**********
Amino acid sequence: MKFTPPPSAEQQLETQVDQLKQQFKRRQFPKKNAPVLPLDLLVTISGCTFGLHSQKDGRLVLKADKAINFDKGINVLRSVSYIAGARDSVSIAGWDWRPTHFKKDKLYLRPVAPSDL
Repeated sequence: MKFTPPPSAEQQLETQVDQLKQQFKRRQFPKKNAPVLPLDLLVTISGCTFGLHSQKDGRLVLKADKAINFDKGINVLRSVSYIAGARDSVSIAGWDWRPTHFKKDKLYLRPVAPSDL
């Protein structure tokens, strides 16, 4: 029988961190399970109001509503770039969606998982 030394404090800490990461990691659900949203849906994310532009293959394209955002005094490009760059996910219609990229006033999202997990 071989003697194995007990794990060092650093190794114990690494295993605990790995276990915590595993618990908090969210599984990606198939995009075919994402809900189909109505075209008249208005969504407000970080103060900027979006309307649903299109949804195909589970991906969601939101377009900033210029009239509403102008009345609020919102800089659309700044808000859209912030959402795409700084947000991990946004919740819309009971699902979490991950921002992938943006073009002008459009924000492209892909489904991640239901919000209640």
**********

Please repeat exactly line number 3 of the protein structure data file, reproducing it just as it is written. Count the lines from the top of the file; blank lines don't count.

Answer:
């Protein structure tokens, strides 16, 4: 029988961190399970109001509503770039969606998982 030394404090800490990461990691659900949203849906994310532009293959394209955002005094490009760059996910219609990229006033999202997990 071989003697194995007990794990060092650093190794114990690494295993605990790995276990915590595993618990908090969210599984990606198939995009075919994402809900189909109505075209008249208005969504407000970080103060900027979006309307649903299109949804195909589970991906969601939101377009900033210029009239509403102008009345609020919102800089659309700044808000859209912030959402795409700084947000991990946004919740819309009971699902979490991950921002992938943006073009002008459009924000492209892909489904991640239901919000209640």